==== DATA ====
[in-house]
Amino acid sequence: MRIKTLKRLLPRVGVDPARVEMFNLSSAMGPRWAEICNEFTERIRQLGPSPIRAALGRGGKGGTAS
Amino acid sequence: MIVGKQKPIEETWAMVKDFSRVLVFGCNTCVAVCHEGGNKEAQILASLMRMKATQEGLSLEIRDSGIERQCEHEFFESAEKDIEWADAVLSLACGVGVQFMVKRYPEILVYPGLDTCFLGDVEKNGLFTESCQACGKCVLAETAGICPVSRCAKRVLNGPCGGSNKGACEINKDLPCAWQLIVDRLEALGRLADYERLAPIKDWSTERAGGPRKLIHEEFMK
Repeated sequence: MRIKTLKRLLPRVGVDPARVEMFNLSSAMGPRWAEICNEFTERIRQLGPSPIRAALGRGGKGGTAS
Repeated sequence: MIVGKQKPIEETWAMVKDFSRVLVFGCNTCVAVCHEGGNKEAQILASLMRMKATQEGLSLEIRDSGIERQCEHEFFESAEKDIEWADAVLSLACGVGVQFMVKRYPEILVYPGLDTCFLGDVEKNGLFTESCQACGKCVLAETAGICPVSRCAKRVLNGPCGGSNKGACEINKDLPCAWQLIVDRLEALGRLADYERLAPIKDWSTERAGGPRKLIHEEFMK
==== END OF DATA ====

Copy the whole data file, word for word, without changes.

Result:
[in-house]
Amino acid sequence: MRIKTLKRLLPRVGVDPARVEMFNLSSAMGPRWAEICNEFTERIRQLGPSPIRAALGRGGKGGTAS
Amino acid sequence: MIVGKQKPIEETWAMVKDFSRVLVFGCNTCVAVCHEGGNKEAQILASLMRMKATQEGLSLEIRDSGIERQCEHEFFESAEKDIEWADAVLSLACGVGVQFMVKRYPEILVYPGLDTCFLGDVEKNGLFTESCQACGKCVLAETAGICPVSRCAKRVLNGPCGGSNKGACEINKDLPCAWQLIVDRLEALGRLADYERLAPIKDWSTERAGGPRKLIHEEFMK
Repeated sequence: MRIKTLKRLLPRVGVDPARVEMFNLSSAMGPRWAEICNEFTERIRQLGPSPIRAALGRGGKGGTAS
Repeated sequence: MIVGKQKPIEETWAMVKDFSRVLVFGCNTCVAVCHEGGNKEAQILASLMRMKATQEGLSLEIRDSGIERQCEHEFFESAEKDIEWADAVLSLACGVGVQFMVKRYPEILVYPGLDTCFLGDVEKNGLFTESCQACGKCVLAETAGICPVSRCAKRVLNGPCGGSNKGACEINKDLPCAWQLIVDRLEALGRLADYERLAPIKDWSTERAGGPRKLIHEEFMK